Some proponents look at the nearly 65% of voters that voted for Measure J as a moral victory. After all, Proposition 30 barely received 50% of the vote and is widely being touted as proof that Californians support public education. If the voter threshold were lower, even down to what passes as a “Super Majority” in legislative houses at 60%, we would be writing a different piece today.

In the coming weeks, armchair quarterbacks will doubtless attack the Yes on J Campaign and the text of the Measure itself. Most of the criticisms of the Yes on J campaign is speculation at this point as we don’t know how their millions of dollars were spent outside of the paid media campaign. Given the huge funding advantage the Yes on J campaign had, it out fundraised the opposition campaign by $2,000,000 to $5,000 in the most recent campaign filings, many expected the Yes campaign to be more visible.

One example of the Campaign’s failure is that the difference between a “sales tax extension” and a “sales tax increase” was lost on many people. For example, when NBC 4 held a forum on Measure J on its Sunday morning talk show, neither the host nor the Measure J proponent, a representative from the Chamber of Commerce corrected the Measure J opponent who called Measure J a “new tax.” In fact, the host actually began repeating the incorrect claim.

Depending on who you talk to, the language of Measure J either went too far or not far enough.

Fiscal conservatives railed against Measure J because it extended the sales tax until 2069 or “until my children are receiving social security” as one Mother of grade-school aged children posted on Facebook. Conversely many opponents were angry the new tax didn’t actually fund anything new. While the Los Angeles County Bicycle Coalition and Los Angeles Walks both backed the measure, some on social media grumbled that the tax extension didn’t actually guarantee new funds for bicycle or pedestrian projects. We’ve already discussed the opposition by some in South L.A. because the Crenshaw Line as approved by the Metro Board runs at-grade for a certain stretch and does not have a “Leimert Park Station.”

Of course, there might not be any lesson to be learned at all as far as transit and L.A. County voter opinion is concerned.

In 2008, 3,001,783 were cast in the Measure R vote. This year, only 2,112,667 did.  It could well be that there was nothing the pro-Measure J forces could do without bigger ticket races drawing in casual voters as they did four years ago.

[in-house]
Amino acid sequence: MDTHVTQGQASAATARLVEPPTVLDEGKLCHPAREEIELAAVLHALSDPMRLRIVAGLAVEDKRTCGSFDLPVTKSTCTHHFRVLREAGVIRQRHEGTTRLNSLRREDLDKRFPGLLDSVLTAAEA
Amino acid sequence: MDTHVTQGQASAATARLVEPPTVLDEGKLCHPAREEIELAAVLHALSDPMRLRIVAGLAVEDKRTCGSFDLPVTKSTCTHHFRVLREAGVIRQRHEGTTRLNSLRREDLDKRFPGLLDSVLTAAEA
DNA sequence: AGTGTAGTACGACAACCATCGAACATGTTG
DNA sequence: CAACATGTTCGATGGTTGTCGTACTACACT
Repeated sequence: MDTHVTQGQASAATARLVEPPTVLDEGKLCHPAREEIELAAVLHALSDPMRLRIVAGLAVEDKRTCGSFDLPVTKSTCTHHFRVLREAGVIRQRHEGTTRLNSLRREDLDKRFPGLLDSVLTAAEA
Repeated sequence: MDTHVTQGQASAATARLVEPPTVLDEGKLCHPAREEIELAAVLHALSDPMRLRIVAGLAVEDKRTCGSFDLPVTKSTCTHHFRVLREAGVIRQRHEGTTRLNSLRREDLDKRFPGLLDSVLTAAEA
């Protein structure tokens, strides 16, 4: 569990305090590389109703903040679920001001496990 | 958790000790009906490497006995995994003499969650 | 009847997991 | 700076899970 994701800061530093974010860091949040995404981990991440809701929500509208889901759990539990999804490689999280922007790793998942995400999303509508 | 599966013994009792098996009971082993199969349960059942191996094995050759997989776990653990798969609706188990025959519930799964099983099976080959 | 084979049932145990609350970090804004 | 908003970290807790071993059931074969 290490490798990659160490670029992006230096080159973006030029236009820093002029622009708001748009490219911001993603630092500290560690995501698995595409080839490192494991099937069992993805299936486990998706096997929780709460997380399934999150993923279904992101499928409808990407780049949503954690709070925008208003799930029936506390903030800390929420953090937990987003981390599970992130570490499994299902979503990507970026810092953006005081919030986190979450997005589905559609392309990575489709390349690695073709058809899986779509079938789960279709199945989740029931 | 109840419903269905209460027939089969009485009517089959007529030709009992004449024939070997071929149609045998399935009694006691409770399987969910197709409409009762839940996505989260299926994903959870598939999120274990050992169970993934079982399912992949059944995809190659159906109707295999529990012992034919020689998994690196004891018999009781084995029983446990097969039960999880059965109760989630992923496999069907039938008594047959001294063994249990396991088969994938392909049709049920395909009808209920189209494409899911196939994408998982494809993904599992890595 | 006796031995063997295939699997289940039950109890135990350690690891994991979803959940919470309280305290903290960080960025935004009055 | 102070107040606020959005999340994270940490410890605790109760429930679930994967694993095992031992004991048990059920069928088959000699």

• Chance

    A lot of talk about Beverly Hills (“BH”).  BH had 10k votes and got 58% approval. 10K is 0.5% of votes cast for Measure J.  We should keep things in perspective. It is our obsession with 90210 that gives these small groups of people so much press.  I would venture further and say it is our obsession with these pop-culture communities that permeates our decisions and causes us to spend a disproportional amount of our funds on those areas. 

    For example, there are 4 council districts in the City of Los Angeles which had support below the 2/3rds threshold.  Those districts totaled 217K votes or about 10% of the Measure J votes.  One district had support as low as 55%.  That 55% district is #12 and had 72K votes or 7x what Beverly Hills had.  I doubt that the people of district 12 (northwest San Fernando Valley) cared about the BH Highschool’s underground parking lot but still gave it less approval then BH.

    3 of the 4 districts in LA that did not support the Measure by 2/3rds were in the San Fernando Valley, and the Valley as a whole gave Measure J 63% approval.  That is lower then the rest of the City of LA and lower then the County as a whole.  

    Such little attention is paid to the Valley.  But it represented a little less then 1 in 6 votes cast for Measure J.  That is a low turn-out since the area has about 20% of the County’s population.  Perhaps we should start thinking about what we can do to get people north of the hill on board, Because the arguments of ‘less people driving in westwood and more jobs helps everyone’ or ‘it is the Valley’s fault why they don’t have rail’ obviously isn’t working.